Fig. A. an understanding of spoken language

Norwegians understand 88% of the spoken swedish language
understand 73% of the spoken danish language

Swedes understand 48% of the spoken norwegian language
understand 23% of the spoken danish language

Danes understand 69% of the spoken norwegian language
understand 43% of the spoken swedish language

Fig. B. An understanding of the written language

Norwegians understand 89% of the written swedish language
understand 93% of the written danish language

Swedes understand 86% of the written norwegian language
understand 69% of the written danish language

Danes understand 89% of the written norwegian language
understand 69% of the written swedish language.

It's from this very interesting article:
http://www.pagef30.com/2008/08/why-norwegian-is-easiest-lang uage-for.html
Why Norwegian is the easiest language for English speakers to learn

Edited by Derian on 24 May 2010 at 12:28pm

10 persons have voted this message useful





Fasulye
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fasulyespolyglotblog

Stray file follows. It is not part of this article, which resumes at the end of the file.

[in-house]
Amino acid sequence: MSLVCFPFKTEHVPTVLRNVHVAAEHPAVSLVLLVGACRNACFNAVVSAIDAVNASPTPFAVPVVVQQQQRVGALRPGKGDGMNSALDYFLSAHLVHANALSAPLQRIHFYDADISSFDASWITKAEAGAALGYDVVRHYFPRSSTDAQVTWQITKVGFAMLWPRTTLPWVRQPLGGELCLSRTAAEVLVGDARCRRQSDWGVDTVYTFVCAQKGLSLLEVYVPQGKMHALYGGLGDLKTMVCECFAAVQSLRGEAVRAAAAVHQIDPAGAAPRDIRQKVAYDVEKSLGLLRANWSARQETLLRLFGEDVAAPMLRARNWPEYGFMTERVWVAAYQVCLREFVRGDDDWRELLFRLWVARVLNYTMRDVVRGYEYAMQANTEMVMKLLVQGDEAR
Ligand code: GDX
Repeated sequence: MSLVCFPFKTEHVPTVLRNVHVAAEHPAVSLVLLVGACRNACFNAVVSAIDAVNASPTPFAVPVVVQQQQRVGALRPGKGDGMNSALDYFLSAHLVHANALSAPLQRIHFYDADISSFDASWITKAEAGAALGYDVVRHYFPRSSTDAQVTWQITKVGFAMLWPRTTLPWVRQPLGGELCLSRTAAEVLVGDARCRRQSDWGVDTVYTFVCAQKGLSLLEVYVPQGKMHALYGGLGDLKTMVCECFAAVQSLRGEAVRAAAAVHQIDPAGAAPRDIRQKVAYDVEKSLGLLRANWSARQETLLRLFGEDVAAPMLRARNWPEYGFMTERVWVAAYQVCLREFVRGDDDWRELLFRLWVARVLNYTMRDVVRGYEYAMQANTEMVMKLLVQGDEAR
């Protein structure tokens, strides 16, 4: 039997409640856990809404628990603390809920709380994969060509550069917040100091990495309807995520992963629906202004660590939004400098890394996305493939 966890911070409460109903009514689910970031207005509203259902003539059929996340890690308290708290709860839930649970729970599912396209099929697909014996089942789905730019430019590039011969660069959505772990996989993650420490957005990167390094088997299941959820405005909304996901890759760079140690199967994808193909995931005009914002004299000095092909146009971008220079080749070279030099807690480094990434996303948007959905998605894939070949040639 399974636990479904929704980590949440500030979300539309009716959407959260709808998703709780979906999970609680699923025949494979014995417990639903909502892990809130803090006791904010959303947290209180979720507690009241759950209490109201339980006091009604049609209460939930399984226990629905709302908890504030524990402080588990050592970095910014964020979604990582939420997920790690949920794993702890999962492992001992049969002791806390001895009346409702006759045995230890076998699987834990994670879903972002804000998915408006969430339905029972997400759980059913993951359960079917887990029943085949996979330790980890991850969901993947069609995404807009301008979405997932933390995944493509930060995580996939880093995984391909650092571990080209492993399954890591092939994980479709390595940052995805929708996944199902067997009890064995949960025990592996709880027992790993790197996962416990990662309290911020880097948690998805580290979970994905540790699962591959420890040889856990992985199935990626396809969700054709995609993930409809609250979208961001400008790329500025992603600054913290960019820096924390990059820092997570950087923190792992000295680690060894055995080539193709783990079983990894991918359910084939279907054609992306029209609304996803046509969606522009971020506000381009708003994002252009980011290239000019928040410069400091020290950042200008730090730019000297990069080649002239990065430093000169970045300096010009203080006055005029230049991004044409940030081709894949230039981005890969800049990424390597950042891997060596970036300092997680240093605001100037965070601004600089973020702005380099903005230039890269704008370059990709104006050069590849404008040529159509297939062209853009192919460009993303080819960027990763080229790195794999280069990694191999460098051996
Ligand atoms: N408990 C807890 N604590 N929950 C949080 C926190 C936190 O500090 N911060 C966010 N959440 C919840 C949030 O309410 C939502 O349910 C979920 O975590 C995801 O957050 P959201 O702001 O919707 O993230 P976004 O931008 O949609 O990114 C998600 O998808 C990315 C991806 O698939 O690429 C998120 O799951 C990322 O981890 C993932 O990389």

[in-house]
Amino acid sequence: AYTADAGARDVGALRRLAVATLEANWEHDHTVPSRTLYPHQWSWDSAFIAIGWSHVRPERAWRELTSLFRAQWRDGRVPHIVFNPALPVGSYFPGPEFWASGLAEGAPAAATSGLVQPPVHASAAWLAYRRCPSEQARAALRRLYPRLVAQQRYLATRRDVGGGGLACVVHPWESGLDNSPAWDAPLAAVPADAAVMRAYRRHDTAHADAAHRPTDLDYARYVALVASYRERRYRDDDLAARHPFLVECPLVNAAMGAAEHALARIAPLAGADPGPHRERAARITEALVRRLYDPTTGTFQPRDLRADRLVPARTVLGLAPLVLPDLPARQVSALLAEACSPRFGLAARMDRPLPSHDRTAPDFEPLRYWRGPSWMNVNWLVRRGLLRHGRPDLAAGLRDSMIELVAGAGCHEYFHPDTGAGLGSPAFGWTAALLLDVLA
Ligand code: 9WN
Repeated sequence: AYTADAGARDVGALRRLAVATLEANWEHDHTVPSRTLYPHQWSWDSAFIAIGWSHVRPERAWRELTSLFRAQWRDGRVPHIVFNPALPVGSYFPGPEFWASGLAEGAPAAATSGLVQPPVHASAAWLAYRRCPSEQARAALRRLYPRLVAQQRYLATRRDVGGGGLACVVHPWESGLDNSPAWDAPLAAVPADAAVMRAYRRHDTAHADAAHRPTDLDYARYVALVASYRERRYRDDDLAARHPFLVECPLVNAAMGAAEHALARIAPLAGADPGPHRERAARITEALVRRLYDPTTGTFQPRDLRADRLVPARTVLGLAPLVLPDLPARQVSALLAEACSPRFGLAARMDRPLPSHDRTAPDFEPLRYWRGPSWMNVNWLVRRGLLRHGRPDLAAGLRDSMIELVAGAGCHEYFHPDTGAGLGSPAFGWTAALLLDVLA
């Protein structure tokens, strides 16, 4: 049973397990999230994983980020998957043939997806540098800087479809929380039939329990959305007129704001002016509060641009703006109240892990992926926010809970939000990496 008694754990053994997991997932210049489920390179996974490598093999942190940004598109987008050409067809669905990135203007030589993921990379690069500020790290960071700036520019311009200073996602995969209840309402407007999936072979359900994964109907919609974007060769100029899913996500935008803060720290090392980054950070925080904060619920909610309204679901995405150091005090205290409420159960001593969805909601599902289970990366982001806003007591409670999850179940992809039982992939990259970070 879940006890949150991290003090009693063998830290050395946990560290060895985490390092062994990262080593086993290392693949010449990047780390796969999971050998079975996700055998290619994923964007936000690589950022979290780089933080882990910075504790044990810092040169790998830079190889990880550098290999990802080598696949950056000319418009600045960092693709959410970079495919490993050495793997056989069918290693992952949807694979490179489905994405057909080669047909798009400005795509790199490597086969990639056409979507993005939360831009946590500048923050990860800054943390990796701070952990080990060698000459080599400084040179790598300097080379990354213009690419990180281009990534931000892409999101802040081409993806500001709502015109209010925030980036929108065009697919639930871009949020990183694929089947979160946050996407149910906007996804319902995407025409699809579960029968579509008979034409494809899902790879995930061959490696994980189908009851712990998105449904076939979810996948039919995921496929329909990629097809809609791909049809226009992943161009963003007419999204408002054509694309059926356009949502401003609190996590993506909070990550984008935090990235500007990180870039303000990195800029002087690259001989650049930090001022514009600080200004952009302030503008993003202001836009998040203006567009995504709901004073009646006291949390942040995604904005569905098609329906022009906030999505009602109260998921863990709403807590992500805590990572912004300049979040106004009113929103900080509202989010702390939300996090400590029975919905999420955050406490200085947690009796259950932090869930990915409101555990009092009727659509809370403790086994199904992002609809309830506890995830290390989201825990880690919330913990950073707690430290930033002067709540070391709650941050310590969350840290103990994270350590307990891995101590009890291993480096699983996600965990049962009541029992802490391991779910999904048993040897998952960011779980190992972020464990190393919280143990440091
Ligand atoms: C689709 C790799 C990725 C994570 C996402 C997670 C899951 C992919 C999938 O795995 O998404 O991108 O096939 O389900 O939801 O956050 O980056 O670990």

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Speaks: German*, DutchC1, EnglishB2, French, Italian, Spanish, Esperanto
Studies: Latin, Danish, Norwegian, Turkish
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 Message 55 of 169
24 May 2010 at 10:43am | IP Logged 
Derian wrote:
This chart is perfect for this thread:
Quote:
Fig. A. an understanding of spoken language

Norwegians understand 88% of the spoken swedish language
understand 73% of the spoken danish language

Swedes understand 48% of the spoken norwegian language
understand 23% of the spoken danish language

Danes understand 69% of the spoken norwegian language
understand 43% of the spoken swedish language

Fig. B. An understanding of the written language

Norwegians understand 89% of the written swedish language
understand 93% of the written danish language

Swedes understand 86% of the written norwegian language
understand 69% of the written danish language